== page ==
Beijing Halves Electricity Bill Surcharge to Zap Flagging Economy
* The surcharge was already cut in 2017 and 2018, both times by 25%. The total deduction in the last two years could be over 70% after the latest 50% cut
* Such surcharges are expected to be phased out as Beijing continues to push forward measures to downsize energy costs
(Beijing) — Beijing has proposed another measure to lessen the tax burden on companies and households amid ongoing economic headwinds. This time, electricity bills are getting a little lighter.
The State Council, China’s cabinet, said last week that the country would implement a series of incentives aimed at boosting the country’s slowing economy. As part of the incentive package, an electricity surcharge paid to the Fund for the Construction of Major National Water Conservancy Projects will be cut in half starting from July 1.
The latest incentives followed the announcement last month in the annual government work report that Beijing would cut taxes and fees by nearly 2 trillion yuan ($298.31 billion).
The fund has been collecting cash from electricity bills since it was set up in 1993 to support the construction of the Three Gorges Dam. Since 2010 it has been used to support major waterworks projects across the country.
It does this through a regionally set surcharge attached to electricity bills, currently up to 0.01491 yuan per kilowatt-hour (kWh) of electricity. The exact rate is set by each region, apart from Tibet, which is exempt. These regional rates will be halved.
The national average price of electricity in 2017 was 0.654 yuan per kWh, according to the State Grid.
The surcharge was already cut in 2017 and 2018, both times by 25%. The total deduction in the last two years could be over 70% after the latest 50% cut, according to Caixin’s calculation. The fund will stop collecting revenue by the end of this year, according to guidelines published in 2009.
Around 5% of electricity bills were composed of this and other surcharges in 2017, according to the State Grid, which did not break down the proportion of bills made up by the waterways levy.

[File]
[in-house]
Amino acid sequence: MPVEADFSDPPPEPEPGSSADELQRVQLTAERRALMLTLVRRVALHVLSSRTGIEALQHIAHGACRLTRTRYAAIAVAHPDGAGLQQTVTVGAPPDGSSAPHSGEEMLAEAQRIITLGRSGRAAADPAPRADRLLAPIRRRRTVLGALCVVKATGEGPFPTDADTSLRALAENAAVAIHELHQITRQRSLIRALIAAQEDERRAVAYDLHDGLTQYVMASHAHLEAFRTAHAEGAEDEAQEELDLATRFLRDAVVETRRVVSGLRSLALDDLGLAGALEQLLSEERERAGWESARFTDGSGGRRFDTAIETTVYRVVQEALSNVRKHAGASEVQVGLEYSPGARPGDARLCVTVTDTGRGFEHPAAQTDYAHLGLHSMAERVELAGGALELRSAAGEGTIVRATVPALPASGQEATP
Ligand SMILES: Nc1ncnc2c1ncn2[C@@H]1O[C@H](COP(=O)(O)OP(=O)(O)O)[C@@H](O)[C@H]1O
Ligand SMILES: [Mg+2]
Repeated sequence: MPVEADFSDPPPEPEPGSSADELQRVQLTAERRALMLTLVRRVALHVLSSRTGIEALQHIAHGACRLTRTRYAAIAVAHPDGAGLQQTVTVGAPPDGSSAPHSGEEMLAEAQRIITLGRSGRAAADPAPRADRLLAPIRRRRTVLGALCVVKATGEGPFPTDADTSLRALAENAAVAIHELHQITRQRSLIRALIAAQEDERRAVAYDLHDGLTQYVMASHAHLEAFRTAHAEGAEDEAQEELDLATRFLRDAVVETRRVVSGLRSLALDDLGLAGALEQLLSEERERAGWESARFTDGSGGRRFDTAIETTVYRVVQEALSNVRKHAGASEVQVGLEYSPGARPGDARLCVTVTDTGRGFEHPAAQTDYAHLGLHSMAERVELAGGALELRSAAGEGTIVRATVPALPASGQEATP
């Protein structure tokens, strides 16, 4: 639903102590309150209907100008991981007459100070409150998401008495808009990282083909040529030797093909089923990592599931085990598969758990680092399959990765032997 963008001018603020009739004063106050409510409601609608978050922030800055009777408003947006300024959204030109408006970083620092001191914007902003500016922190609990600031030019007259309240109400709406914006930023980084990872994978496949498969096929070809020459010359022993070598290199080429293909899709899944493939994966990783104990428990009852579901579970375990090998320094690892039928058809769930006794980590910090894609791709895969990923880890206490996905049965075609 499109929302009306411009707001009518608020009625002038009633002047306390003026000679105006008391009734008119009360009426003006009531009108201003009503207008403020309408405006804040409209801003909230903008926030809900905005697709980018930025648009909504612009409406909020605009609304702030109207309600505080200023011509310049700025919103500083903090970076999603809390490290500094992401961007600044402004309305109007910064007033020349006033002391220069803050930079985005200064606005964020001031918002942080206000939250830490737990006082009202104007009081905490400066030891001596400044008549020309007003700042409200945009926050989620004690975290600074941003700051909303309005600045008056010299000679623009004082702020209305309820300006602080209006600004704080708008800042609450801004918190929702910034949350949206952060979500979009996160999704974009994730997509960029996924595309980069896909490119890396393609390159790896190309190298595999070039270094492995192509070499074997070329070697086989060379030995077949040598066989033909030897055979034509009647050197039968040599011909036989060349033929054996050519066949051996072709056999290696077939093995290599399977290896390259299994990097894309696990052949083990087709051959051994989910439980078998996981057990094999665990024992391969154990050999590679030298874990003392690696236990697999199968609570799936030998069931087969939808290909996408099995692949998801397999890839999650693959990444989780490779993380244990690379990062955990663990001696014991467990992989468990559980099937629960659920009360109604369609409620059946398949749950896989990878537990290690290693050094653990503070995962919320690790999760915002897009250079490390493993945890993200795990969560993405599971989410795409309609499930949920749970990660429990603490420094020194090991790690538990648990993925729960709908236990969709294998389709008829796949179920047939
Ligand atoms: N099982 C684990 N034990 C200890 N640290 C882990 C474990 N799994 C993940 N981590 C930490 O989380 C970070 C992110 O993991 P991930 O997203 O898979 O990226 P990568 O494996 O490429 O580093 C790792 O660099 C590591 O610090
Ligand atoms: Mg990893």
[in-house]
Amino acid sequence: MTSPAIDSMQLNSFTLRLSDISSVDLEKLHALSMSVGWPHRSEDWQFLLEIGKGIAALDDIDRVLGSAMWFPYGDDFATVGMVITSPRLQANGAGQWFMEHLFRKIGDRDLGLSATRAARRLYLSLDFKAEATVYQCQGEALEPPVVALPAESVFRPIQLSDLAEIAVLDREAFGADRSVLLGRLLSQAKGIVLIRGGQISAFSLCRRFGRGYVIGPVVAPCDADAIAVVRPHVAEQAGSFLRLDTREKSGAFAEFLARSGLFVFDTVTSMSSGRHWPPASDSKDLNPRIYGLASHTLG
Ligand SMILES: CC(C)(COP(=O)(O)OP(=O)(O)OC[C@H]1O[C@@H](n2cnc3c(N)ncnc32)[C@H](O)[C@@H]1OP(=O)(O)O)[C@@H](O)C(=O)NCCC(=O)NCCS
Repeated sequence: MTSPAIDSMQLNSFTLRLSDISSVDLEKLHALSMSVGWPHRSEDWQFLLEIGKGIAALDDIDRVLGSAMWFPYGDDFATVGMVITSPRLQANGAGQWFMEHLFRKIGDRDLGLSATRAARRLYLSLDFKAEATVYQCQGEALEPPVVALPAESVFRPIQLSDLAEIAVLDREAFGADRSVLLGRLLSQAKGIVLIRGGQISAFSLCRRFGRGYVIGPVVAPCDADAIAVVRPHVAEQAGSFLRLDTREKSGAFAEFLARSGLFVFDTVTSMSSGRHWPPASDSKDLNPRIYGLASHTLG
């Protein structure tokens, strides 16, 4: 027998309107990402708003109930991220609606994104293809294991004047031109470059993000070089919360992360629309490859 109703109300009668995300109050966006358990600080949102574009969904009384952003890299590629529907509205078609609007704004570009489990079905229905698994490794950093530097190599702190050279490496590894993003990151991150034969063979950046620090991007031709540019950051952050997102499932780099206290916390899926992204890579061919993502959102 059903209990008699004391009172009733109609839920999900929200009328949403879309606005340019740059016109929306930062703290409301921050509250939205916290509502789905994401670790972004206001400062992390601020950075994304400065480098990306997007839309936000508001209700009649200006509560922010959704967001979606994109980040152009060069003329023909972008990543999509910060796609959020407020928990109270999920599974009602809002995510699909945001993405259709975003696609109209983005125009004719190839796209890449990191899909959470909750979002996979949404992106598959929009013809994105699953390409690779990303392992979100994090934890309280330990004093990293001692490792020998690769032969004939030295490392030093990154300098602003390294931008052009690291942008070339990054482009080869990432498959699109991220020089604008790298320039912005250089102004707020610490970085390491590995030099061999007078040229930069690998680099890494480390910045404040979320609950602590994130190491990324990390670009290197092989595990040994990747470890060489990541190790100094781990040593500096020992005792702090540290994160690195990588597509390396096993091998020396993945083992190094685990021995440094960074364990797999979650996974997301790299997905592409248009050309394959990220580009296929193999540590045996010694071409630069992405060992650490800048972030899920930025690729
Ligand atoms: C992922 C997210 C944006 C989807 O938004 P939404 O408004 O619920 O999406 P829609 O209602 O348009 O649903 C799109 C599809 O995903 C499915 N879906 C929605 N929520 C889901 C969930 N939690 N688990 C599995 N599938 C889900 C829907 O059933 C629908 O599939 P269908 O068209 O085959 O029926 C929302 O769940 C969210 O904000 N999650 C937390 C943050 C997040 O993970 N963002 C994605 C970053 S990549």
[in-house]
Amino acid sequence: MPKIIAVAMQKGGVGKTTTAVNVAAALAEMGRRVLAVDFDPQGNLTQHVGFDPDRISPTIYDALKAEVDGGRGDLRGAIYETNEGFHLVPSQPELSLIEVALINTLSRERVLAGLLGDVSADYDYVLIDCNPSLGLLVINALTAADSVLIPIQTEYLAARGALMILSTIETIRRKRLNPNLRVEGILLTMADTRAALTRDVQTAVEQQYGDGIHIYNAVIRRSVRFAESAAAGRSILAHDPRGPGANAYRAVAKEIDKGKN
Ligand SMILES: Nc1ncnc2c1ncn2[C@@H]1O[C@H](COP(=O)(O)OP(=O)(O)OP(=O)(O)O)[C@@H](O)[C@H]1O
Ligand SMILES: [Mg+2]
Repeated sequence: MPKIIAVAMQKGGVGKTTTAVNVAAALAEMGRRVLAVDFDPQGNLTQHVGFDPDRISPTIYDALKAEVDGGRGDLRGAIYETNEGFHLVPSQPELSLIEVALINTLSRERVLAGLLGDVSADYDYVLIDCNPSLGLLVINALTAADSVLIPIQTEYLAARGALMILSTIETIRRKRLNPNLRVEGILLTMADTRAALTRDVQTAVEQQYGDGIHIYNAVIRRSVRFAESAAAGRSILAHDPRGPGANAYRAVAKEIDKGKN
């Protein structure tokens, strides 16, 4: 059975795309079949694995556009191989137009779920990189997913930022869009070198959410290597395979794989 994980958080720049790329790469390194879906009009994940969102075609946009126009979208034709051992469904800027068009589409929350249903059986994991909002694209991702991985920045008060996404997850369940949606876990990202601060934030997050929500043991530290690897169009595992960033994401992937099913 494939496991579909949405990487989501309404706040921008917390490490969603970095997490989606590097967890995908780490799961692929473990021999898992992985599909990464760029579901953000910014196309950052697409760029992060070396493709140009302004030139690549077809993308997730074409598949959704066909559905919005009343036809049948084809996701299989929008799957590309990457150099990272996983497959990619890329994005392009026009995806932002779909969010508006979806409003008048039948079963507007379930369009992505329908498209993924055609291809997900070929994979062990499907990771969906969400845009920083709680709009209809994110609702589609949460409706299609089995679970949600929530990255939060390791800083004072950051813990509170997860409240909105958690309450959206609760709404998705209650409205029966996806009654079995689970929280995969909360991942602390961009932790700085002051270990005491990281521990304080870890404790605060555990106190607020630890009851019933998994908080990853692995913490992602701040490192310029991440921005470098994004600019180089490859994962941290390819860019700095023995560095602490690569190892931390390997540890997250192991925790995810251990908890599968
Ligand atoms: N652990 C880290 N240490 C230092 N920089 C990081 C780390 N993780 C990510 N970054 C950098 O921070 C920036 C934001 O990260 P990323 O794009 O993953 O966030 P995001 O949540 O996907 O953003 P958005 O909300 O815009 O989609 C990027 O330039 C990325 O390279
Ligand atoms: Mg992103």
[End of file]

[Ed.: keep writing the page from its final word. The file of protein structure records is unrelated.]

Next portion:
These extra fees added to bills are expected to gradually drop as Beijing continues to push forward measures to downsize energy costs.
General electricity prices fell by around 10% last year, largely thanks to the easing of bottlenecks in power sales between provinces, together with efforts to introduce a more comprehensive mix of market mechanisms for electricity pricing. Electricity from renewables has also become more competitive thanks to the slackening of subsidies and the development of more efficient equipment. The government is targeting a further 10% reduction in prices in 2019.
Caixin has learned that several regions including Beijing and Shanghai will cut industrial and commercial electricity rates from May 1.
At the same State Council meeting at which the waterways levy cut was announced, it was revealed that the country would cut infrastructure taxes paid by airlines.
Contact reporter Isabelle Li (email@example.com)
Jul 22 18:43
Jul 22 17:11
Jul 22 17:25
Jul 22 16:52
Jul 22 15:44
Jul 22 14:20
Jul 22 14:58
Jul 22 13:28
Jul 22 10:03
- 1Exclusive: Head of China Development Bank’s Shandong Branch Commits Suicide
- 2Beijing Breathes Cleanest Air on Record
- 3Peking University Scientists Pioneer New Gene-Editing Technology
- 4More Financial Institutions Exposed to Camsing Fraud Scandal
- 5Foreign Teachers to be Identified Under New Government Rules
- 1Power To The People: Pintec Serves A Booming Consumer Class
- 2Largest hotel group in Europe accepts UnionPay
- 3UnionPay mobile QuickPass debuts in Hong Kong
- 4UnionPay International launches premium catering privilege U Dining Collection
- 5UnionPay International’s U Plan has covered over 1600 stores overseas